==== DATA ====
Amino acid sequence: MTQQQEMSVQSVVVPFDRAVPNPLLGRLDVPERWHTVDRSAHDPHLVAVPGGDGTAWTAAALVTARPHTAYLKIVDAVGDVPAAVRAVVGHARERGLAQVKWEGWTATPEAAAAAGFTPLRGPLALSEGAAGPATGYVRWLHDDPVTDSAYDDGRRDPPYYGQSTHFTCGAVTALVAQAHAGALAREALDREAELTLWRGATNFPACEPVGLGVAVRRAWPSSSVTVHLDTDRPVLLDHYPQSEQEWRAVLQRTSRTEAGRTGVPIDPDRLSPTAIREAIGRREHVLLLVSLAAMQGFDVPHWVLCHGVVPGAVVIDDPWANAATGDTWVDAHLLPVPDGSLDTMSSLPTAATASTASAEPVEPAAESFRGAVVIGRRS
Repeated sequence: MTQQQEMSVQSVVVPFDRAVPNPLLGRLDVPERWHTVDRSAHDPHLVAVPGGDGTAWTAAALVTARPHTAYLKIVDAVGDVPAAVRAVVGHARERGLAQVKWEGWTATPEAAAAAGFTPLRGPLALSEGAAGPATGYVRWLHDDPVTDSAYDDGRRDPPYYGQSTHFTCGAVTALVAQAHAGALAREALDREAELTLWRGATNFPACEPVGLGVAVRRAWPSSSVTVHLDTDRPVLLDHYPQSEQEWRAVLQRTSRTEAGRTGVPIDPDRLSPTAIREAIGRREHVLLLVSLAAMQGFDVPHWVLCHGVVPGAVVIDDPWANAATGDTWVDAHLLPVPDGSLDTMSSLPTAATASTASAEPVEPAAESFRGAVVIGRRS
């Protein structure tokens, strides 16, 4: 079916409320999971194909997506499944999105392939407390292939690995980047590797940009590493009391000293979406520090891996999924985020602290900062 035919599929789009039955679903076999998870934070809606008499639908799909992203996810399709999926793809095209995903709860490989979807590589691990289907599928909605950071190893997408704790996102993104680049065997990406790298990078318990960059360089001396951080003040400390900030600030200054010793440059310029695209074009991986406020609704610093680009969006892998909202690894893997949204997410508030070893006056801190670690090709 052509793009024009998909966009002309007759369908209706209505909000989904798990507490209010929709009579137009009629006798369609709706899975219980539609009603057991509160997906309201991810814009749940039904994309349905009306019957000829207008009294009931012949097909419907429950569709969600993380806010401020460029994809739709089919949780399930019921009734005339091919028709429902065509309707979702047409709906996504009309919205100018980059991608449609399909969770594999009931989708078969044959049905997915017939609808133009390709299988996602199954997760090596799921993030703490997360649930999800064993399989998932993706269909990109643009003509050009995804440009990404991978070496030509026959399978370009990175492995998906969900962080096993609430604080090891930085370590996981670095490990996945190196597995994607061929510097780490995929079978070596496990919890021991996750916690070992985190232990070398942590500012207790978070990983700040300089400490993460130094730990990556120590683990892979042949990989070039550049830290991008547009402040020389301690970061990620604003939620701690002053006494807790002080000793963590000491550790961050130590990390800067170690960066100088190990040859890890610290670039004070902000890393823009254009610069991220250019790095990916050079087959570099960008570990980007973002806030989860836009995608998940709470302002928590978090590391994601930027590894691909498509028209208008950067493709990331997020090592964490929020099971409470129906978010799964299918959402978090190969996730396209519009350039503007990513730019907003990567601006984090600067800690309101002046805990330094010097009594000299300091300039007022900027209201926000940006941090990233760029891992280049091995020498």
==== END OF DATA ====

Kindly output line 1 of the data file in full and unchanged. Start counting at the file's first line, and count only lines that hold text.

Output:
Amino acid sequence: MTQQQEMSVQSVVVPFDRAVPNPLLGRLDVPERWHTVDRSAHDPHLVAVPGGDGTAWTAAALVTARPHTAYLKIVDAVGDVPAAVRAVVGHARERGLAQVKWEGWTATPEAAAAAGFTPLRGPLALSEGAAGPATGYVRWLHDDPVTDSAYDDGRRDPPYYGQSTHFTCGAVTALVAQAHAGALAREALDREAELTLWRGATNFPACEPVGLGVAVRRAWPSSSVTVHLDTDRPVLLDHYPQSEQEWRAVLQRTSRTEAGRTGVPIDPDRLSPTAIREAIGRREHVLLLVSLAAMQGFDVPHWVLCHGVVPGAVVIDDPWANAATGDTWVDAHLLPVPDGSLDTMSSLPTAATASTASAEPVEPAAESFRGAVVIGRRS